Let’s look at the first of the screens we need to build for our application - the Add Word screen, used (surprisingly enough) to add a new word to the list of words we’re currently viewing.
Before we can start writing code, we need to do a little bit of design: what do we want this screen to look like?
Here's a mockup of one possible design. It's deliberately a low fidelity image, spelling mistake and all, intended to start a discussion about the user experience.
I've found the putting together a polished mockup invites debate about font choices, colours, and spacing of elements. It seems that people get distracted by "shiny" and stop thinking about the important issues - such as whether the UX will deliver what the users actually need. This even applies to experienced subject matter experts.
We can start by declaring the properties that our screen needs to expose:
We start each property with an empty string so that we never need to deal with nulls.
Our constructor is straightforward - in fact, we could have omitted it completely.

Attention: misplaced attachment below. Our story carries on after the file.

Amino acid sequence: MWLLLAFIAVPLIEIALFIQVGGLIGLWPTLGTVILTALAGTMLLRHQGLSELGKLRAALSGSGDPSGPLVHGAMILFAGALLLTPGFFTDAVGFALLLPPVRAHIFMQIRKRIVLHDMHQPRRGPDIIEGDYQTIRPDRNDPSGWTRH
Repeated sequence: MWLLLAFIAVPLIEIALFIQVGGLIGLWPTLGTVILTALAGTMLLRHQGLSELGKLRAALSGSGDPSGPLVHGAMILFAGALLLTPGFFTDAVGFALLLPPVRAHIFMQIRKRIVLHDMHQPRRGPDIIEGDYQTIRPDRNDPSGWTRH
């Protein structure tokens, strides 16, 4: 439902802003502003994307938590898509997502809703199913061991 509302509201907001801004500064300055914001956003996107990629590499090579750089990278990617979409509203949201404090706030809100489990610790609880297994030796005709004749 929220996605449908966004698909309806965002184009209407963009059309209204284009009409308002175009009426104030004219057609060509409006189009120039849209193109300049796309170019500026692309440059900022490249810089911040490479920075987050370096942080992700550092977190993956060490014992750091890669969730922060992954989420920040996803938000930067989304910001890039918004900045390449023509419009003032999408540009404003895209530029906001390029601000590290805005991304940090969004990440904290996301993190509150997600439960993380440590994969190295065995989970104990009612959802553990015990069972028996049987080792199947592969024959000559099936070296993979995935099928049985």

For each of the properties, we follow the convention we’ve already established, providing a
WithXXX() method that returns a near-clone of the original.
I’ll skip over the implementations of
WithPronunciation(), jumping straight to the private constructor that makes them possible:
You’ll note that we don’t have any provision here for undo or redo, even though those were shown in the mockup. We’ll come back and put those in later on, once we’ve got a few more moving parts hooked up.
Recall that the Redux model revolves around messages that are sent to our central store, with reducers that apply those message to our current state.
Let’s create a trio of messages that can be used to update our AddVocabularyWordScreen as the user makes changes. Here’s the declaration of
The message contains just what we need, nothing more. The implementations of
ModifyPhraseMessage are similarly simple.
We can now start on our
ScreenReducer class, used to combine screens and messages. Our entry point is based on implementing the
For each kind of screen, we’ll delegate out to a specified private reducer method:
In this case, the handling of each message is simple, so we do it inline. For more complicated situations, we would break the logic out into a dedicated method for that one case.